One can thus consider cold atoms as genuine quantum simulators that offer unrivaled opportunities in material physics where the system parameters are usually very constrained in essence. In 2002, Anglin and Ketterle summed up the situation in the following way (Anglin 2002) : "Our field is now at a historic turning point, in which we are moving from studying physics in order to learn about atom cooling to studying cold atoms in order to learn about physics."
The goal of my PhD thesis was to study cold atom gases confined in one dimension, and where the interaction between atoms are important. More precisely, I studied fermionic atoms with a large number of different individual states, that is, with an access to many possible interaction channels - degrees of freedom. Alkaline elements such as lithium 6 or potassium 40 or some earth alkaline atoms like strontium 87 or ytterbium 173 allow to engineer such systems. This complexification with respect to more "classical" condensed matter systems (that have in general far less degrees of freedom) allow to observe the emergence of new exotic physical phenomena.
By my thesis work, I thus endeavored to study new types of Mott insulators that can occur in multi-components (spin and orbital components) fermionic systems.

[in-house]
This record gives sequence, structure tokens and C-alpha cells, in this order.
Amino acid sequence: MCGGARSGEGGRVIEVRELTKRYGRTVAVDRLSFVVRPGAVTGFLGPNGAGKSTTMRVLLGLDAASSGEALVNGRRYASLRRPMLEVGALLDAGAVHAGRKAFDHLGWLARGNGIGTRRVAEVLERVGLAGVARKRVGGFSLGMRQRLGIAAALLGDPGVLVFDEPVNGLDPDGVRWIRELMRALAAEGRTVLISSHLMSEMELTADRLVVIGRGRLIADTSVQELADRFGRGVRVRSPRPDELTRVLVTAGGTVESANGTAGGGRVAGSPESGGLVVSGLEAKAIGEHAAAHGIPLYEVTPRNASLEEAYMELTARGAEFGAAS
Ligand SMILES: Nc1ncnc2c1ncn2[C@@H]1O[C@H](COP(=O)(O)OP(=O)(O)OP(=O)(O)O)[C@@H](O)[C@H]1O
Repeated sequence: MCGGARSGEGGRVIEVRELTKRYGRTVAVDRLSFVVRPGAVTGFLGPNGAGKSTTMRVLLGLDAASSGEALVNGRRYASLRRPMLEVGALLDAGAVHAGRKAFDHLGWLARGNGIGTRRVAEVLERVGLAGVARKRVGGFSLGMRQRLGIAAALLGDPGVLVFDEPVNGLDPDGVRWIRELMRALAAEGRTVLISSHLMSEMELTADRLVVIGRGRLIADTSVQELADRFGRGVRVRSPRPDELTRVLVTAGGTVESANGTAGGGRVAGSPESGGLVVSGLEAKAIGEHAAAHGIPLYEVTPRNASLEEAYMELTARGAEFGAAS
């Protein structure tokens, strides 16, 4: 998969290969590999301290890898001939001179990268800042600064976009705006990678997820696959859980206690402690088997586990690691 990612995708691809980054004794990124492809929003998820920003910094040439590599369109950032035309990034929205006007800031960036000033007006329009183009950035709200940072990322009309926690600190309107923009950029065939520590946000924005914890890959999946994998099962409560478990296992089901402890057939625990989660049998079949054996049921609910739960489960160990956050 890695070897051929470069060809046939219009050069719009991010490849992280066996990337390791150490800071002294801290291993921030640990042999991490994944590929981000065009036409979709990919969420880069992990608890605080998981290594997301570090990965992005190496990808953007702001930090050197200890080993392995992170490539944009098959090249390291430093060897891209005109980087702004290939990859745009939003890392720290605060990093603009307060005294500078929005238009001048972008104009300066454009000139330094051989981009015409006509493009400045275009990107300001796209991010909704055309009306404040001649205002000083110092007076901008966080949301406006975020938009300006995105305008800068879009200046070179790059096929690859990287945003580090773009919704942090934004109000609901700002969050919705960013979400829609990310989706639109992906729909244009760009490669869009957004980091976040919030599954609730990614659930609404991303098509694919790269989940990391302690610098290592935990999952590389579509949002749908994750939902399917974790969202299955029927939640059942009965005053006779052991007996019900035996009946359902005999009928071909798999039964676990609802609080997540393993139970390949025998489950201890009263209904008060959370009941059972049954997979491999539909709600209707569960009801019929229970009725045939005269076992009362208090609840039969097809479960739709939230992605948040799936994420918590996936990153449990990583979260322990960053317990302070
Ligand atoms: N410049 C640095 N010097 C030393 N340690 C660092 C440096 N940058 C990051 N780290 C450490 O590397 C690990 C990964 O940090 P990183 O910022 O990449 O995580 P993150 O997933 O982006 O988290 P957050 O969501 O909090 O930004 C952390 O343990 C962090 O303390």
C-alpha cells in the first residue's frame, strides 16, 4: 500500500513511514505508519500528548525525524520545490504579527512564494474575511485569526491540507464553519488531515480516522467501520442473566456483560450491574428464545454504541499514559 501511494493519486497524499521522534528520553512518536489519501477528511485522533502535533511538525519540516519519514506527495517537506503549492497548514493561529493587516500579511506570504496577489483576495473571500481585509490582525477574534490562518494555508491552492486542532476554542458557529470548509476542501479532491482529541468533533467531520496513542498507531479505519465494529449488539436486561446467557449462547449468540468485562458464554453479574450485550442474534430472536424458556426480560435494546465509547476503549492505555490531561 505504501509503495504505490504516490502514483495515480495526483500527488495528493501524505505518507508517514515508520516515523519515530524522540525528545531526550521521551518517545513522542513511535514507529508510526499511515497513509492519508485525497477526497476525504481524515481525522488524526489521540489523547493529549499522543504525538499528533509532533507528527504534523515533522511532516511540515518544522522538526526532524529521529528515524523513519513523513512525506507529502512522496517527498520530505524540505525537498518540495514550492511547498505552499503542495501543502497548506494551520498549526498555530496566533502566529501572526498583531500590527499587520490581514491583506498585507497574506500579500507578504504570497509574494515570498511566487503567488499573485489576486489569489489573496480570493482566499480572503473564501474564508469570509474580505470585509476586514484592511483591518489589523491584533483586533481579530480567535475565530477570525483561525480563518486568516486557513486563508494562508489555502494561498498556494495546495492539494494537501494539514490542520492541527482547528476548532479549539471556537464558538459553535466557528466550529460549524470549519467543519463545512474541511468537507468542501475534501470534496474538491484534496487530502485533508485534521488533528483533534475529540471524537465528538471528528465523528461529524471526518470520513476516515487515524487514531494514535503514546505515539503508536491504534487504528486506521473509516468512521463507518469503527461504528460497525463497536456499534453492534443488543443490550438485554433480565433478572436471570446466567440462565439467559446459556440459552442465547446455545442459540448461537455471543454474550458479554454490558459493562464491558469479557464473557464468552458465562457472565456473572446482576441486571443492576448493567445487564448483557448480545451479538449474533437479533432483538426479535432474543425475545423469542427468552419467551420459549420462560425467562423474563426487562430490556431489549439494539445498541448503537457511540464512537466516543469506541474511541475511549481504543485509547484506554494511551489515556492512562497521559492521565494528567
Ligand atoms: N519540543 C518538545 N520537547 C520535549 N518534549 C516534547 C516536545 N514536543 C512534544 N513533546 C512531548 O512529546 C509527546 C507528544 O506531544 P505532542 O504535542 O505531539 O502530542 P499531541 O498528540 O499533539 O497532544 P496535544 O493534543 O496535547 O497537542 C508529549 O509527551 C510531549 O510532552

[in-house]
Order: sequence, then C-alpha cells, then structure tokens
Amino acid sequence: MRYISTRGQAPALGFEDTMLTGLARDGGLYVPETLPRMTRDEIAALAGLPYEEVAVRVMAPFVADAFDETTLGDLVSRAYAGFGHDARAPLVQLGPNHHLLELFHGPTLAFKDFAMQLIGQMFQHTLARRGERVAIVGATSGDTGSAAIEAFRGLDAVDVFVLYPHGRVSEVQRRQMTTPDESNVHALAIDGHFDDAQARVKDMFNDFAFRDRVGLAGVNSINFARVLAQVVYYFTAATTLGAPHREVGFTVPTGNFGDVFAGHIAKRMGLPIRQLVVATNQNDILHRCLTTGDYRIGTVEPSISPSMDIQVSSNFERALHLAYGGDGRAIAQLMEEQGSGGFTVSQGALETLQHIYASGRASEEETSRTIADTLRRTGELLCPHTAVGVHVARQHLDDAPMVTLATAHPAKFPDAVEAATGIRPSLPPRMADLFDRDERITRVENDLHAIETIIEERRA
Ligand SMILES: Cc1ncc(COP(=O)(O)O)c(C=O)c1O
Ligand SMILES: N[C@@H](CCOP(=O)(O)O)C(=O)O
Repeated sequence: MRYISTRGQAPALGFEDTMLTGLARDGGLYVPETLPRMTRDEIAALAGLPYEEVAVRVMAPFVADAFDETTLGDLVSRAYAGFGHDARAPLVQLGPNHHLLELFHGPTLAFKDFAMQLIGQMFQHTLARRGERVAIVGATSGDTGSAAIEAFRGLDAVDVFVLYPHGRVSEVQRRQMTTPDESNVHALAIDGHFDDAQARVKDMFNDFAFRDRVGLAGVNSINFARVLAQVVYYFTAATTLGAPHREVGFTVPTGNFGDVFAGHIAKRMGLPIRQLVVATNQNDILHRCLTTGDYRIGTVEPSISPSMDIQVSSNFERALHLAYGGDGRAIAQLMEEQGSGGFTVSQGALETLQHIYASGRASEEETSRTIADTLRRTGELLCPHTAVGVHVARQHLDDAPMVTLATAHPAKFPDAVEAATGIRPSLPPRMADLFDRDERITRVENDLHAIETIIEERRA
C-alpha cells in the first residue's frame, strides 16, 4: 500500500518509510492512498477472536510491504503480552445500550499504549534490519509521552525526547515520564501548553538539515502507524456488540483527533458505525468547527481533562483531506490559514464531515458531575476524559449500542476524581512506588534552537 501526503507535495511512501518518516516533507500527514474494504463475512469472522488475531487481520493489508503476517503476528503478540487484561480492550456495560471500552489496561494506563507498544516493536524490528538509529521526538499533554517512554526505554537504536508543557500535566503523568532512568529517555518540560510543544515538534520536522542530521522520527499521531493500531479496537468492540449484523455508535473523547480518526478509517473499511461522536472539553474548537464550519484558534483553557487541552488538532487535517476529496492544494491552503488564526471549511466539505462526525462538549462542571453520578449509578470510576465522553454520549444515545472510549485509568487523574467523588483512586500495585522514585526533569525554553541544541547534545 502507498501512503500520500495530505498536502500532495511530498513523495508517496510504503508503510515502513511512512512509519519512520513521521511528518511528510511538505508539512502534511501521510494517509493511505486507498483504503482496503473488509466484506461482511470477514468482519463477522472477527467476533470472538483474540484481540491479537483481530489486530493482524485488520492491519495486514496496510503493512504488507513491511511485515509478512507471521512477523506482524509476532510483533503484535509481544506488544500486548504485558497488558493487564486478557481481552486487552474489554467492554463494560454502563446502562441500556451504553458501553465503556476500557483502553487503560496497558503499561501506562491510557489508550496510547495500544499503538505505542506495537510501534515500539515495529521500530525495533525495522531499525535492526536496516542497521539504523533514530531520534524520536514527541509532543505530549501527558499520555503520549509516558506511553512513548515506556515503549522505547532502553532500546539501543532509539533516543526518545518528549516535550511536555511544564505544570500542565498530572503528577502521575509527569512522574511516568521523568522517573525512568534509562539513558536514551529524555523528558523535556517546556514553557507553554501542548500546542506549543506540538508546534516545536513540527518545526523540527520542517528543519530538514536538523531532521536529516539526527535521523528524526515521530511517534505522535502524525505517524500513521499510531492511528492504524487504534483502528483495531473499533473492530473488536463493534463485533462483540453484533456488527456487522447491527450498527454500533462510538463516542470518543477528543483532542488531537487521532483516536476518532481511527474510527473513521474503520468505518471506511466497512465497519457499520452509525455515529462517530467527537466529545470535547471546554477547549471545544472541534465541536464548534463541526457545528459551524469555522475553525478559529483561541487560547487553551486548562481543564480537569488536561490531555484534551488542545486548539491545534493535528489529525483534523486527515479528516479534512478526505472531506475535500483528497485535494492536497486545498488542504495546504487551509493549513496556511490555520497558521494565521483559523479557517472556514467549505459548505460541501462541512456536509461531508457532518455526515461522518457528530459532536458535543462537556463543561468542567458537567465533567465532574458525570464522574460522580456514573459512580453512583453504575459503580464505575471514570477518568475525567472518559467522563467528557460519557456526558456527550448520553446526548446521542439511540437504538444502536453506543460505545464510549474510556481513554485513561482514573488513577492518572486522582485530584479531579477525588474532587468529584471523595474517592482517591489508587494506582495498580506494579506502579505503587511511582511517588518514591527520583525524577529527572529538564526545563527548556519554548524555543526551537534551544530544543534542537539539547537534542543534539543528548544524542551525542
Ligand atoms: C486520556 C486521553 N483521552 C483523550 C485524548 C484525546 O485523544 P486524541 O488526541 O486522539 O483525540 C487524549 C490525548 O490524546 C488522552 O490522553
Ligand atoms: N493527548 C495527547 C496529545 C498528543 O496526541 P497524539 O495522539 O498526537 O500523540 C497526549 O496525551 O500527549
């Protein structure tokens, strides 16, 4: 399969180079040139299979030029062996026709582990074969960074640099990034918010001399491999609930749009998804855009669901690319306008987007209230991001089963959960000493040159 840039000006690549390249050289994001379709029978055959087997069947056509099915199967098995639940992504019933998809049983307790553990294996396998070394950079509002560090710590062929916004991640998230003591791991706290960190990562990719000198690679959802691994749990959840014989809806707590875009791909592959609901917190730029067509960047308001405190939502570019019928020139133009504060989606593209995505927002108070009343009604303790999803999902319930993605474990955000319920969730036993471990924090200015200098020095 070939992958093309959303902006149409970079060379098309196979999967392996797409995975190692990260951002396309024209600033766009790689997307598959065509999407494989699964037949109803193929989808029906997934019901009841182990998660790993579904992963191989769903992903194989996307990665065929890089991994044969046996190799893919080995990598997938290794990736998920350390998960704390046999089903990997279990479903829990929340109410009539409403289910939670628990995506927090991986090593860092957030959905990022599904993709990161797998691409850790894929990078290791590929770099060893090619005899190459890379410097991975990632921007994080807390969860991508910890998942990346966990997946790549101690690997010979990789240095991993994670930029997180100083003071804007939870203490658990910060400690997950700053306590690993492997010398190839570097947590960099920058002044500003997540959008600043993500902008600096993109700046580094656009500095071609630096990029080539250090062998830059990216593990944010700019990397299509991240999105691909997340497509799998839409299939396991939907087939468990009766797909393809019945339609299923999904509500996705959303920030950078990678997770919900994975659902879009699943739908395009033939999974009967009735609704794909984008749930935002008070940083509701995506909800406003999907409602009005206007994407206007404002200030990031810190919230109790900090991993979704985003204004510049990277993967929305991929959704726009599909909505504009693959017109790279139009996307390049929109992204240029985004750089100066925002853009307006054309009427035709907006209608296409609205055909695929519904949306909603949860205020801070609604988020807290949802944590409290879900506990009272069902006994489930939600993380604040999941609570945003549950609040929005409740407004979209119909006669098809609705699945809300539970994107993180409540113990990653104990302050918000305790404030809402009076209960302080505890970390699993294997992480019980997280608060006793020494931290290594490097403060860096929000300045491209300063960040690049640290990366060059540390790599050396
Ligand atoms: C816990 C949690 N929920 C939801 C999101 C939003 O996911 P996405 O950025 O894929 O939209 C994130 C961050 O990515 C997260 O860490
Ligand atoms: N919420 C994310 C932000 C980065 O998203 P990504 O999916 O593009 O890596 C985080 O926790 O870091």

In order to study these systems, we addressed the problem with three different and complementary approaches. First of all, a strong coupling approach that is mainly based on symmetry considerations and group theory; this approach is a good starting point that allows to get an intuitive vision of the phenomena at stake and to anticipate some results that other approaches must confirm afterwards.
Then, a low energy approach enabled us to confirm and complement the former; I was able to compute phase diagrams that are a lot more quantitative than those obtained in the strong coupling regime. For this purpose, I have used very powerful techniques of field theory specific to the one dimensional systems: conformal theory, abelian bosonization, non-abelian bosonization, refermionization, renormalization group (see the 2nd chapter of my thesis that is specifically devoted to these methods). A numerical solution (with an adaptative Runge-Kutta algorithm) of the renormalization group differential equations allowed me to draw the phase diagrams of the studied systems.
Lastly, numerical simulations, made by our collaborators Sylvain Capponi (Laboratoire de Physique Théorique, Université Paul Sabatier, Toulouse) and Guillaume Roux (Laboratoire de Physique Théorique et Modèles Statistiques, Orsay), with methods specific to one dimensional systems (density matrix renormalization group or DMRG, exact diagonalization) allowed to confirm the results of the two former approaches.
The main contribution of my PhD was to highlight the Haldane physics. This exotic behavior has very interesting characteristics. In some cases, it displays a non trivial topologic structure, that is reflected by the presence of Majorana fermion edge states. These fermions are exotic quantum particles, predicted in 1937 by Ettore Majorana, but that had, up to 2012, never been observed. These past few years, Majorana fermions have aroused a lot of interest in the scientific community that puts a lot of efforts to observe them experimentally (see for instance Mourik 2012 and Anindya Das 2012). My work thus open the possibility to see such fermions in cold atom systems, where the imaging techniques make a lot of progress every year. On could thus hope to be able to observe the very rich physics studied in my PhD thesis in the near future.